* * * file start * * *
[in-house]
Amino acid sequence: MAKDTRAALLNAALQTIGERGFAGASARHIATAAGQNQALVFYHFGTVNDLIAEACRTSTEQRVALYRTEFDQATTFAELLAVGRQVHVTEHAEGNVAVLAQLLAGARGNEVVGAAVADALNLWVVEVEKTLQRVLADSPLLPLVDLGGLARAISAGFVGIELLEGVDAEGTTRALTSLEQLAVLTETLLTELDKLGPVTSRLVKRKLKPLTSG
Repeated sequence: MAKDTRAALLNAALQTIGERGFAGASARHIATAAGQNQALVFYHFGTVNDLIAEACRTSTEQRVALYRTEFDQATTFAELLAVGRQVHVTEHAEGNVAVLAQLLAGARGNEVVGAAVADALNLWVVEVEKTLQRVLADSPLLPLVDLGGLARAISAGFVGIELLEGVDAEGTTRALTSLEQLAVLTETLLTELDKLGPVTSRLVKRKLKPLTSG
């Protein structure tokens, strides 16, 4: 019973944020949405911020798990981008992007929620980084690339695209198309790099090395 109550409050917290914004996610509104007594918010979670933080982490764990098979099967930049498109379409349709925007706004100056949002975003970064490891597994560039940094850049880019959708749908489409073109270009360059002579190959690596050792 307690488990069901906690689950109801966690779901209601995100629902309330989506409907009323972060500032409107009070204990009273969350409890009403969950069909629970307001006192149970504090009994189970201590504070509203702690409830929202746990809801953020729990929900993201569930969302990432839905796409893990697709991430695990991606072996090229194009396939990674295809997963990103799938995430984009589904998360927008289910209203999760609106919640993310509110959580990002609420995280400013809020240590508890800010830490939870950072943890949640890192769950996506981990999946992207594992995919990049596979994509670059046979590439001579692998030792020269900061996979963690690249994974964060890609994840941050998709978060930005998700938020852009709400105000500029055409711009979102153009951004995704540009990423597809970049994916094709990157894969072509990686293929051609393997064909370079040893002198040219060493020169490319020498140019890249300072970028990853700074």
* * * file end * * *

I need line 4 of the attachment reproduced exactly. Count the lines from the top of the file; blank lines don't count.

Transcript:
């Protein structure tokens, strides 16, 4: 019973944020949405911020798990981008992007929620980084690339695209198309790099090395 109550409050917290914004996610509104007594918010979670933080982490764990098979099967930049498109379409349709925007706004100056949002975003970064490891597994560039940094850049880019959708749908489409073109270009360059002579190959690596050792 307690488990069901906690689950109801966690779901209601995100629902309330989506409907009323972060500032409107009070204990009273969350409890009403969950069909629970307001006192149970504090009994189970201590504070509203702690409830929202746990809801953020729990929900993201569930969302990432839905796409893990697709991430695990991606072996090229194009396939990674295809997963990103799938995430984009589904998360927008289910209203999760609106919640993310509110959580990002609420995280400013809020240590508890800010830490939870950072943890949640890192769950996506981990999946992207594992995919990049596979994509670059046979590439001579692998030792020269900061996979963690690249994974964060890609994840941050998709978060930005998700938020852009709400105000500029055409711009979102153009951004995704540009990423597809970049994916094709990157894969072509990686293929051609393997064909370079040893002198040219060493020169490319020498140019890249300072970028990853700074």